You know you're probably wearing a mask if someone asks you to strip it away.
I'm sitting around a campfire with some of my best girlfriends. We're lighting up the night with crackling flames; laughing, swapping stories, roasting marshmallows so big they nearly fall off the stick, trying to keep our voices down low enough to not disturb the neighboring tents.... We're using Ungame cards as conversation starters and going around the circle, sharing things we'd never dare speak if the darkness wasn't cozy all around us, hedging us into a circle of comrades.
Then my friend gets a card that gives her a free question; she can ask anyone anything she wants. "Abby, what is something that you've never told anyone?"
I'm shocked, flabbergasted, and dozens of things rush into my mind, all the things I can't say. I'm not a naturally open girl. Call me introverted, call me shy, the truth is that I'm not too keen on sharing my personal feelings. Oh I break down plenty of times, or get riled, and I'm quick to share my opinions, but when it comes to sharing the deep, dark corners of my soul I get hopelessly embarrassed and tongue-tied. In a way, I'm hiding behind a mask. I'll talk about my work, my school, my future, but talking about my feelings, my secret thoughts, my insecurities―that hurts. No one sees exactly what goes on underneath that surface.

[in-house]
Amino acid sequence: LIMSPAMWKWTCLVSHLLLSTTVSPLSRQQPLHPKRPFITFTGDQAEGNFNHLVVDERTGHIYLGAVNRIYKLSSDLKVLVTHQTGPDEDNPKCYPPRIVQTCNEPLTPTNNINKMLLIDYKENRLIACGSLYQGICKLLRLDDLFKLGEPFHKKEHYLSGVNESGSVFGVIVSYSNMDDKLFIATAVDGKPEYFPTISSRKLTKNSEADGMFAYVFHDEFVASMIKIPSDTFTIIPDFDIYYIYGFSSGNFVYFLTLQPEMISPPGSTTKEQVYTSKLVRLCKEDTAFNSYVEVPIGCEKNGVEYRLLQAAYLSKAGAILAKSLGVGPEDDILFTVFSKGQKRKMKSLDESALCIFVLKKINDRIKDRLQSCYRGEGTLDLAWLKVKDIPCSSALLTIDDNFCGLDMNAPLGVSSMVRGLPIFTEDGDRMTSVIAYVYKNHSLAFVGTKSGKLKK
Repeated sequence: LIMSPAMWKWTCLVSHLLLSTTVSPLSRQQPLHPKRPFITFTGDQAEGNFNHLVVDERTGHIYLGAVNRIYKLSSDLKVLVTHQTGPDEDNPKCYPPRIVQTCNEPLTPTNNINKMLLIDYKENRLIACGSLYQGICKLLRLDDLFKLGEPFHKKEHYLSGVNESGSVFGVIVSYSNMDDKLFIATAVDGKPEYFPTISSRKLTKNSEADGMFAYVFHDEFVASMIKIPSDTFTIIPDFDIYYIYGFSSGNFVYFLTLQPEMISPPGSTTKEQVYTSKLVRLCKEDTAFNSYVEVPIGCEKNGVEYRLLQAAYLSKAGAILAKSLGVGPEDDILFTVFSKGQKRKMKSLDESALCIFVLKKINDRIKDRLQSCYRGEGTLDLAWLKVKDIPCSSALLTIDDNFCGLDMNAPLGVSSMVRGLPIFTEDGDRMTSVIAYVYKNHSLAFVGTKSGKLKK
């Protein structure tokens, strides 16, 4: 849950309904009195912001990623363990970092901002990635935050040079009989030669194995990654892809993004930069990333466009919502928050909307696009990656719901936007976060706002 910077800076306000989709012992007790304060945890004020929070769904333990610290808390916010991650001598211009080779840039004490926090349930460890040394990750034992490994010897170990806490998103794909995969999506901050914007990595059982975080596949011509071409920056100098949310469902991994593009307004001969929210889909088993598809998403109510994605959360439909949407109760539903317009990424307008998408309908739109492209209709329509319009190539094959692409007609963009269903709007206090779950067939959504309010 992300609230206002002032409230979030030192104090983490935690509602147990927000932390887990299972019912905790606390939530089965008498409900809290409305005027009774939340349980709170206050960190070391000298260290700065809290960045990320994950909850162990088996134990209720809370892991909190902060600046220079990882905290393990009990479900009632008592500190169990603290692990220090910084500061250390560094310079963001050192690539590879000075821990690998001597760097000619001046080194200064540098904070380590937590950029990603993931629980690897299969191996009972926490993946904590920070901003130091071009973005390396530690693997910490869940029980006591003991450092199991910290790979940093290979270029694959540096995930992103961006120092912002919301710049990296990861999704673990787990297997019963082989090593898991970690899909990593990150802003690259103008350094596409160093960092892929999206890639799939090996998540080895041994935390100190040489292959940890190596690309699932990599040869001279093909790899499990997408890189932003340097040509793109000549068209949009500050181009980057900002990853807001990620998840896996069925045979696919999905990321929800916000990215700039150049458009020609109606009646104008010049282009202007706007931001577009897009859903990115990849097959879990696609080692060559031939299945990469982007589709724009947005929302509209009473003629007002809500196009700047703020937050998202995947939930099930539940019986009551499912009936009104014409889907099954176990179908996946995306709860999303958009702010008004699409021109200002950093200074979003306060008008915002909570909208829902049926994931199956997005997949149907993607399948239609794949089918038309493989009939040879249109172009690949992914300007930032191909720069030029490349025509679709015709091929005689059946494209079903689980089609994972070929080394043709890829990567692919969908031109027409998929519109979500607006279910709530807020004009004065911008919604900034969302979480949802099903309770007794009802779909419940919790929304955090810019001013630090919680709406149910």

“Underneath my outside face
There's a face that none can see.
A little less smiley,
A little less sure,
But a whole lot more like me.”
―Shel Silverstein, Every Thing on It
I end up telling her about one of my less-sensitive embarrassments, my legs (pale, you know, with funny knees). But what about the other things? The things I don't blog about, the things I cry on my pillow over and speak out to God on windy days? What lies behind your mask?
This night teaches me something, let's me know about the things I've been hiding, and how many of them there really are. I'm more than willing to have a friend dish about her problems to me and cry on my shoulder, but I would never consider doing the same. "And as you wish that others would do to you, do so to them." There's a distinct possibility that I have been limiting my friendships by holding back the realest parts of myself, and I suspect that I'm not the only one. When was the last time you were absolutely honest with someone, the last time you tore off that self-sufficient mask and let it all hang out?
Being vulnerable is going to hurt, but we have to do it. Who wants to live―or die―behind a mask?